One might think that cosmetic dentistry would give new meaning to the phrase suffer for style. Actually, though, it's a far cry from your average root canal. A range of procedures can brighten smiles, alter facial angles, and plump up pouts in just a few hours and with little recovery time. Until now, the cost has been the part that hurts. Donald Trump, Matt Dillon, Kathie Lee Gifford, and Bridget Hall have all gone to Dr. Larry Rosenthal for an oral makeover -- and paid between $20,000 and $40,000. But in April, New York University will start construction on the Rosenthal Institute for Aesthetic Dentistry, a treatment and research center where a mouthful of porcelain-laminate veneers will range from $500 to $2,000. "In the past, we treated dental disease and gum disease," says Dr. Rosenthal. "Two thousand is the year we treat ugly disease." In addition to improving discolored and overcrowded smiles, the institute will provide patients with soothing music and perk them up with celebrity-guest appearances. And if you're still scared, says Rosenthal, "we'll have laughing gas and everything."
Looking like a million bucks -- 50 million bucks, in today's currency -- has never been so fashionable. The best way to achieve the Palm Beach look, of course, is to be there, but shortcuts exist for those of us who are Manhattan-bound.
Go for the Bronze
Tan skin ruled the runways, and -- in what some fashion insiders are terming "tanorexia" -- models have been heading to tanning beds to liven up their bony frames. Fortunately, you can achieve a healthy glow without exposing yourself to toxic rays. The Spa at Equinox's "Don't Let It Fade" self-tanning series includes exfoliation and application of a fruit-based tanning lotion ($285 for three treatments). To combat leathery skin and add a luxurious layer of bronze shimmer, try Lancôme's liquid gold Huile Pollen (1) on the body. For facial bronzing, Guerlain's Shiny Shine in Touche d'Ambre (2) and Club Monaco Cheek Dew in Blush (3).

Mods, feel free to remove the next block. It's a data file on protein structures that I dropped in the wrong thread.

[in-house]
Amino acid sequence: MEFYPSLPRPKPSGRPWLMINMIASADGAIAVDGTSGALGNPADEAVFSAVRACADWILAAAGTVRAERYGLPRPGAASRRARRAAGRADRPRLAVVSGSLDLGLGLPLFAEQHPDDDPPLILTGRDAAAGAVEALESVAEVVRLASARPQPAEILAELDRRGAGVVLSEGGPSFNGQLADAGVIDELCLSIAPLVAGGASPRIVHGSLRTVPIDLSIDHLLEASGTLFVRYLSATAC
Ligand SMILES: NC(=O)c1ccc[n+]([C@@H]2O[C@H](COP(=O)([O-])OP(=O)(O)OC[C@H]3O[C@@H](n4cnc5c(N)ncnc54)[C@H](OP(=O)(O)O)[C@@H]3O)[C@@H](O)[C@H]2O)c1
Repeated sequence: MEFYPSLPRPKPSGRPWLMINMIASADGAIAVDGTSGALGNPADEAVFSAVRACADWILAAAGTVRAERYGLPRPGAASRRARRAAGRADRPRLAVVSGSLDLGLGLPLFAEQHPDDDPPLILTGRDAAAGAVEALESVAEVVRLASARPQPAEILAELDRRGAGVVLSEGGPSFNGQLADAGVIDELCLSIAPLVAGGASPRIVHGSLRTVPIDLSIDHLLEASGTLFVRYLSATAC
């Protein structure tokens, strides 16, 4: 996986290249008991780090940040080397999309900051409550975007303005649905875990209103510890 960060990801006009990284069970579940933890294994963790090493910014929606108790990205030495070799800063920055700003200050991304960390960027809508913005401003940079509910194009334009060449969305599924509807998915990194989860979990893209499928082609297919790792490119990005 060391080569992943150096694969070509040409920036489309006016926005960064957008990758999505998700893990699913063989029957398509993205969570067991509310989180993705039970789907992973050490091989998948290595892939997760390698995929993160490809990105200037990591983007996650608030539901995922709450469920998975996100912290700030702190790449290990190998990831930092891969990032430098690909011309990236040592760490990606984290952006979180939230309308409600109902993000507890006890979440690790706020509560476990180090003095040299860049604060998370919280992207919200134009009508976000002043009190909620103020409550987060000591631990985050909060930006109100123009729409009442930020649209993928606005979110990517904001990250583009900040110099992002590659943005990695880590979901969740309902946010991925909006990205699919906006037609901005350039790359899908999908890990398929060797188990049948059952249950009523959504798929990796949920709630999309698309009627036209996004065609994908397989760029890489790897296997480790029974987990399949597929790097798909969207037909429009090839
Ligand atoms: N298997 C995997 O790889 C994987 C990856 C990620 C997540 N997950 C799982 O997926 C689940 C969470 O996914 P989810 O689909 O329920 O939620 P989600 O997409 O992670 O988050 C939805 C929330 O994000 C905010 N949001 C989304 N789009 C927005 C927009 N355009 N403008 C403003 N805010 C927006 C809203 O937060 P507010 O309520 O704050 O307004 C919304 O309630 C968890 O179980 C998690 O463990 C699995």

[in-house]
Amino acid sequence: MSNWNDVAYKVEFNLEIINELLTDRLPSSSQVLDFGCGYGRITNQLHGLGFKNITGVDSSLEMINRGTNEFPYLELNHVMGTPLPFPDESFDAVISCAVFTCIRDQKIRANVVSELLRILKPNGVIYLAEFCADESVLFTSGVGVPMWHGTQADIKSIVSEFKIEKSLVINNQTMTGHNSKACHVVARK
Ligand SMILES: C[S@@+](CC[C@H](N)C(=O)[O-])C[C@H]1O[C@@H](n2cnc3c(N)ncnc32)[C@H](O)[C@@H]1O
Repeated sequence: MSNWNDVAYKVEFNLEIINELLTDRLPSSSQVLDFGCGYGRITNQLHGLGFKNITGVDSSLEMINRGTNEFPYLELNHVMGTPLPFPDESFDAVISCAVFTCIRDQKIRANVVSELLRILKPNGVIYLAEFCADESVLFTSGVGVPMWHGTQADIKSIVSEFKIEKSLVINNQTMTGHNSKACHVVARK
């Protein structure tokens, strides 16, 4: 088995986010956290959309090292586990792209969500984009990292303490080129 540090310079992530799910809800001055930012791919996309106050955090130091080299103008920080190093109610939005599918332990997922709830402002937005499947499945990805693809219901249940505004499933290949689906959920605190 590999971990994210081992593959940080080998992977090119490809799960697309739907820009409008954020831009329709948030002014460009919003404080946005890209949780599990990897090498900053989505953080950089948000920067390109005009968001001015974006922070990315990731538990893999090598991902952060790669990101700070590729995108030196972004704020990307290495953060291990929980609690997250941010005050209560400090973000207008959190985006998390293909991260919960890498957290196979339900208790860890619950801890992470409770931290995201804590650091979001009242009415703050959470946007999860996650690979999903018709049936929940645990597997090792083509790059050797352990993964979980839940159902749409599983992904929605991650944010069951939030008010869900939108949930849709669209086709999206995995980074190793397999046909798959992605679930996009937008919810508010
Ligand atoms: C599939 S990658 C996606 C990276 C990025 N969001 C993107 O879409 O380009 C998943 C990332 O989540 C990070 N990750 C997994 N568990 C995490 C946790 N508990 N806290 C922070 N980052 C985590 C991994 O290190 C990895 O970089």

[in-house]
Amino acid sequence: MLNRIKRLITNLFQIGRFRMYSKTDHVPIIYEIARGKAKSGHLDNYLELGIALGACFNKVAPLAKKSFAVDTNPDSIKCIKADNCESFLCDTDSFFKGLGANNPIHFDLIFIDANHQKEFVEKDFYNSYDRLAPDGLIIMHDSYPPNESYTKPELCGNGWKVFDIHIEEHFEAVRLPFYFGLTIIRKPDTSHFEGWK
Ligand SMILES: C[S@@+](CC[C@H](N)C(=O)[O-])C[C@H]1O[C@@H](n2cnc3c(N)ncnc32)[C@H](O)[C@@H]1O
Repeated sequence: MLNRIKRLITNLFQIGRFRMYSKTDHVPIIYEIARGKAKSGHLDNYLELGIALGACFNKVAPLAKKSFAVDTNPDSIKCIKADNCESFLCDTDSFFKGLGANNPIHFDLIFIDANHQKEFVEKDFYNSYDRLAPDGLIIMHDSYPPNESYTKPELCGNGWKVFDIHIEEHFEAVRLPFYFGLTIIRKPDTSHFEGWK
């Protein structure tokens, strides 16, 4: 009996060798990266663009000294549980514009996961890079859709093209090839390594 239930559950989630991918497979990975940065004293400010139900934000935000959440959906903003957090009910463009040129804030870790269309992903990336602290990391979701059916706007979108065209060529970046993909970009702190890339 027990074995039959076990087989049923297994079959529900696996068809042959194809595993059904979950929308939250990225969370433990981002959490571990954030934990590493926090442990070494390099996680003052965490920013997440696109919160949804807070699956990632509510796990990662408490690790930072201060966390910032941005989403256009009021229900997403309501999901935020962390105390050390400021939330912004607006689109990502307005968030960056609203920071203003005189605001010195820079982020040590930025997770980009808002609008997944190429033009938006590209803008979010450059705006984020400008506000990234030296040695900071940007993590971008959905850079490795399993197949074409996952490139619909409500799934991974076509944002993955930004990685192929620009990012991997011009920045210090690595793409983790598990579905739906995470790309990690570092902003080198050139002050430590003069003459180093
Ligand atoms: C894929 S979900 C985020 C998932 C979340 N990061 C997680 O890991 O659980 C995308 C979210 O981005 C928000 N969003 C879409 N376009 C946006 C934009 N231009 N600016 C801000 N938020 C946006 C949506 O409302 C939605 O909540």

Old-school color (think Grandma's coral lipstick) has gone modern -- lucky, if you like to match your lips to your orange Hermès Birkin bag. At L'Oréal, makeup artist Collier Strong created a collection of golden-peach lipsticks and translucent orange glosses -- like Sun Nectar Rouge Pulp (4). "People are looking for some kind of connection to the past," he says. "We're not going to start wearing bouffants, but it's not a stretch to pull coral lipstick out of retirement." Estée Lauder updated its best-selling shade, Frosted Apricot, with a glossy new-century formula to create High Shine Lip Lacquer in Apricot 2000 (5), and Donatella Versace has come out with the ultimate Sunshine State lip color, Versace Wet Lipgloss V2006 (6).
No, eyelashes don't just grow that way. And no, don't try to apply them yourself -- unless you've got a steady hand and a lot of time. At Helena Rubinstein Beauty Gallery's new "Lashes by the Minute," a pro will pile on everything from a modest outer fringe to a full 45-minute dramatic effect, available in fifteen-minute increments at a dollar a minute. (If you'd rather skip the glue entirely, try a lash-builder like Chanel's Maximum Lash Base under your regular mascara.)
Defying gravity, once a science-fiction fixture, is now a firm tenet of cosmetic science -- just ask the women who have eagerly flocked to salons to tone their faces with electronic muscle stimulation. And now two places are pushing the technological envelope -- down. Completely Bare has just introduced the "techno breast lift" to perk up drooping décolletage. The half-hour procedure begins with an application of gel to conduct electronic microcurrents, which are applied to specific pressure points and muscle locations. The ten-treatment, $875 process supposedly plumps and firms breasts and promotes blood flow and skin hydration. In addition, the Four Seasons Hotel Fitness Spa offers a combination face and bust lift ($215 for the 90-minute treatment). How long before the butt lift is available?